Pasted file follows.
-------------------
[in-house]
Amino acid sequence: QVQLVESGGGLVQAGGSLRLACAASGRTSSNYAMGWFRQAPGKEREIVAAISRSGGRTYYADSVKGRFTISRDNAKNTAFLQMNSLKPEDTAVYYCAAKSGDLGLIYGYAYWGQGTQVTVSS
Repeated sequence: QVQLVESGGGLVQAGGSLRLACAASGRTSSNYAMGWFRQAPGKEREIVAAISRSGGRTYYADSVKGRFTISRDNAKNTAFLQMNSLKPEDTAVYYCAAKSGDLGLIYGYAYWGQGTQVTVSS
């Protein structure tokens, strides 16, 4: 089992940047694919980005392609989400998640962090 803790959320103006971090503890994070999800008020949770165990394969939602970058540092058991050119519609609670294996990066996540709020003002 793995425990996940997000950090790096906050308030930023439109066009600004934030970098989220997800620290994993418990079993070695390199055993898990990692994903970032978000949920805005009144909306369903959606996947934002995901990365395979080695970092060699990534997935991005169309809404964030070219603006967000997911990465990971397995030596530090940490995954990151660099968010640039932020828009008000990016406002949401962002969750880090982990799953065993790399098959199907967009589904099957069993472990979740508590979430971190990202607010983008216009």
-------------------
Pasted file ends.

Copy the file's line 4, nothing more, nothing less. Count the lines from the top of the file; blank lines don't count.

């Protein structure tokens, strides 16, 4: 089992940047694919980005392609989400998640962090 803790959320103006971090503890994070999800008020949770165990394969939602970058540092058991050119519609609670294996990066996540709020003002 793995425990996940997000950090790096906050308030930023439109066009600004934030970098989220997800620290994993418990079993070695390199055993898990990692994903970032978000949920805005009144909306369903959606996947934002995901990365395979080695970092060699990534997935991005169309809404964030070219603006967000997911990465990971397995030596530090940490995954990151660099968010640039932020828009008000990016406002949401962002969750880090982990799953065993790399098959199907967009589904099957069993472990979740508590979430971190990202607010983008216009």